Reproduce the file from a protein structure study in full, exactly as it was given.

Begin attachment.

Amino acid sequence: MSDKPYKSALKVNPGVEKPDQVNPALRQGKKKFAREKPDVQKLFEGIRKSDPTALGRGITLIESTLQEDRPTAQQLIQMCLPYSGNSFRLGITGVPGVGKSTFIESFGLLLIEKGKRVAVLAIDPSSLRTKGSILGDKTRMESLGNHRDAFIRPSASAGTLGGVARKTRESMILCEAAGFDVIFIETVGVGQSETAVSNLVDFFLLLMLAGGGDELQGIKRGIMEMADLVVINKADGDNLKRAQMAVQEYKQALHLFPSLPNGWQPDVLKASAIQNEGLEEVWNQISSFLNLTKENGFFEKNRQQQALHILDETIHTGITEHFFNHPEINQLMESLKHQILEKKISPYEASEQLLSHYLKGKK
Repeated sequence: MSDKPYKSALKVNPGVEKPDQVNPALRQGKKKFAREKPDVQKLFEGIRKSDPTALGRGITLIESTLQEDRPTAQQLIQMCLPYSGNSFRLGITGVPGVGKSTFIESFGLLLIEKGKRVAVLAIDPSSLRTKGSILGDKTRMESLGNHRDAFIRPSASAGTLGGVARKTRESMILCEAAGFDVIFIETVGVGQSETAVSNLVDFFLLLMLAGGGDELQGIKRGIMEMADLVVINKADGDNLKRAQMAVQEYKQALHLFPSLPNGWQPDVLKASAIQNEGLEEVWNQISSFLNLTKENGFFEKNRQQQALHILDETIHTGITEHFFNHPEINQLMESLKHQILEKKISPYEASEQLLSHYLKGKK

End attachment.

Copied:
Amino acid sequence: MSDKPYKSALKVNPGVEKPDQVNPALRQGKKKFAREKPDVQKLFEGIRKSDPTALGRGITLIESTLQEDRPTAQQLIQMCLPYSGNSFRLGITGVPGVGKSTFIESFGLLLIEKGKRVAVLAIDPSSLRTKGSILGDKTRMESLGNHRDAFIRPSASAGTLGGVARKTRESMILCEAAGFDVIFIETVGVGQSETAVSNLVDFFLLLMLAGGGDELQGIKRGIMEMADLVVINKADGDNLKRAQMAVQEYKQALHLFPSLPNGWQPDVLKASAIQNEGLEEVWNQISSFLNLTKENGFFEKNRQQQALHILDETIHTGITEHFFNHPEINQLMESLKHQILEKKISPYEASEQLLSHYLKGKK
Repeated sequence: MSDKPYKSALKVNPGVEKPDQVNPALRQGKKKFAREKPDVQKLFEGIRKSDPTALGRGITLIESTLQEDRPTAQQLIQMCLPYSGNSFRLGITGVPGVGKSTFIESFGLLLIEKGKRVAVLAIDPSSLRTKGSILGDKTRMESLGNHRDAFIRPSASAGTLGGVARKTRESMILCEAAGFDVIFIETVGVGQSETAVSNLVDFFLLLMLAGGGDELQGIKRGIMEMADLVVINKADGDNLKRAQMAVQEYKQALHLFPSLPNGWQPDVLKASAIQNEGLEEVWNQISSFLNLTKENGFFEKNRQQQALHILDETIHTGITEHFFNHPEINQLMESLKHQILEKKISPYEASEQLLSHYLKGKK